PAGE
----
from the editor
Photo by Eden Rose Photography
Oh, fall! How do I love thee? Let me count the ways …
There’s my family’s annual pilgrimage to Apple Hill, where we will buy inordinate amounts of hot apple fritters, apple pie, apple-pumpkin bread, and sticky caramel apples that end up all over our daughter’s face. Not to mention the requisite box of apples picked (if we’re lucky and get there early) from crowd-filled u-pick orchards, which ensure we’ll be baking cobblers and sending sliced apples in lunchboxes for weeks.
There’s the touch of chill in the early morning air, that subtle scent that is a herald cry: “Fall is here! Fall is here!”
And the pumpkin … well … everything. Pumpkin-spiced coffees and cookies and pancakes and ciders and candles.
And the farm stands bursting with ripened apples and pears, freshly harvested corn, rainbows of heirloom tomatoes, and squashes transitioning from summer to winter.
There’s the slow return of my homemade chicken noodle soup — a cautious first appearance in September timidly works its way into rotation until, by October’s end, the savory bowl is an almost-weekly staple.
And then there’s a different, but nonetheless enticing, scent for the season: It’s that combined aroma of gloriously new pads of blank paper, books with as-yet-uncracked spines, and freshly sharpened No. 2 pencils.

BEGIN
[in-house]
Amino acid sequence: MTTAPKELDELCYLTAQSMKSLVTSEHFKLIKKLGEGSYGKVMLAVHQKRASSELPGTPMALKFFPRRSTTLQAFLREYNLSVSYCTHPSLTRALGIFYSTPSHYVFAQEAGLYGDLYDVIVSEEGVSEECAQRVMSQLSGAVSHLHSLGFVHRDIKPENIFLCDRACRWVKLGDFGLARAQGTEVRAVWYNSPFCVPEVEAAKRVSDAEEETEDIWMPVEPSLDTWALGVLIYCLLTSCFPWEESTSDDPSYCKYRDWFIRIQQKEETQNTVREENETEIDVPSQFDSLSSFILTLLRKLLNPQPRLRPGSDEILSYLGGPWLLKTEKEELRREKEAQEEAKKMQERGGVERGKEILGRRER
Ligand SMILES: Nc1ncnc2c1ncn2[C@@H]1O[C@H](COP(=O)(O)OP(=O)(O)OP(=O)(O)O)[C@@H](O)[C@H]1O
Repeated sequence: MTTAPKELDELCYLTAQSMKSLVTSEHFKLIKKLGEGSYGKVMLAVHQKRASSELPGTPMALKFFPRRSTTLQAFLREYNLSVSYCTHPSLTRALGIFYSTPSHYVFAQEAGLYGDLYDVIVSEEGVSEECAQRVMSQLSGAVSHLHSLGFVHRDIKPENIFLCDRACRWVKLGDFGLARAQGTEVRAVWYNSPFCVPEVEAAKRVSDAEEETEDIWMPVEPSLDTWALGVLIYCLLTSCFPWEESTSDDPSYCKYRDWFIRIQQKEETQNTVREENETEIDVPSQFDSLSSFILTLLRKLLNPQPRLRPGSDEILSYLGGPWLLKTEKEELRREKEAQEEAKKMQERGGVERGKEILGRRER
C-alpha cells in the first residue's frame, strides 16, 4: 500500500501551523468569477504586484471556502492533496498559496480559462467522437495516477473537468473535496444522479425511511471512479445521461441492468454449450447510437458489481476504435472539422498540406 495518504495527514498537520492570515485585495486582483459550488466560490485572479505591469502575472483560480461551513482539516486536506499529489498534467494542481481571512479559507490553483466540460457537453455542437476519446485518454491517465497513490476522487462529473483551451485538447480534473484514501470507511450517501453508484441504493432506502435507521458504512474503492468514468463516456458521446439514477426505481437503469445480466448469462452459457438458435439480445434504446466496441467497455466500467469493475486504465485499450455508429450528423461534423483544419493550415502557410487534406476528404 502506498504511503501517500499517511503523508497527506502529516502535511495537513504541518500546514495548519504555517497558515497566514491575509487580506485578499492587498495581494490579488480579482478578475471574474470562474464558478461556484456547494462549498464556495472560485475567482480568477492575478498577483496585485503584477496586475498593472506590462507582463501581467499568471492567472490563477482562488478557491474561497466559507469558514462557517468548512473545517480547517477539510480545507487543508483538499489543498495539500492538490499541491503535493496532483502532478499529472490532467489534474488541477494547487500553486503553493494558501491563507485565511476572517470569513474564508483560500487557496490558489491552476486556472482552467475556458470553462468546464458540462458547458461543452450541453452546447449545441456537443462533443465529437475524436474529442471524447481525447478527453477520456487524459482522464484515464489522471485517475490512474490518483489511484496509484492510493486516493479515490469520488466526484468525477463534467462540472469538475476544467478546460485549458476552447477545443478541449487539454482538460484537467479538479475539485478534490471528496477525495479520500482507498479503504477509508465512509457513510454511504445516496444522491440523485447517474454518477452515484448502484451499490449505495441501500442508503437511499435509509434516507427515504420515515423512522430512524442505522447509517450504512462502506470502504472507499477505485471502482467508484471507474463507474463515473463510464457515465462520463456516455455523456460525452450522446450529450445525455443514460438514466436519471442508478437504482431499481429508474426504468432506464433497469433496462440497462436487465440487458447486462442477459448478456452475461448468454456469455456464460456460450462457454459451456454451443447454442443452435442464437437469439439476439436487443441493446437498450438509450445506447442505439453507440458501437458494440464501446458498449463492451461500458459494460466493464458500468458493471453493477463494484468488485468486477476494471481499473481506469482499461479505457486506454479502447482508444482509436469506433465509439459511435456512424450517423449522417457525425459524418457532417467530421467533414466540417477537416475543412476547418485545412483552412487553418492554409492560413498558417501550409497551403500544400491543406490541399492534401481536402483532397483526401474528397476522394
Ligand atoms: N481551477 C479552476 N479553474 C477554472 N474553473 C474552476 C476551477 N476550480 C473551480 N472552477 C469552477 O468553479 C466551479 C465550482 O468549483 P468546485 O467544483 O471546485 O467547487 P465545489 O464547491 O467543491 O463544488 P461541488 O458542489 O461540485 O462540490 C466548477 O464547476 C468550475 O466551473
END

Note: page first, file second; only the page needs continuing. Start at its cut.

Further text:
Fall does indeed bear glorious fruits, and they’re all in focus in this September-October issue of edible Sacramento, which we’ve, OK, somewhat obviously, called our Farm-to-Fork Issue.
But, come on, how could we not seize the opportunity to show off all the Farm-to-Fork Capital brings to the table during September, the month it has designated as Farm-to-Fork Month? You’ll meet some of the valley’s biggest F2F visionaries, from the Selland family, whose restaurants were F2F long before it was cool; to chef Michael Tuohy, whose revolutionary commitment on behalf of Golden 1 Center to source only from local farms gives whole new meaning to the term good sports; to Andrea Lepore, whose innovative plan to give F2F producers a place to take their products to market could have dramatic results for farmers and culinary professionals alike.
You’ll see what’s brewing for Specialty Coffee Week and meet UC Davis academics who study coffee with scholarly passion. And you’ll go back to school to find out how Greater Sacramento is raising its next crop of farmers and chefs.
I hope you relish all that fall has to offer — I certainly will!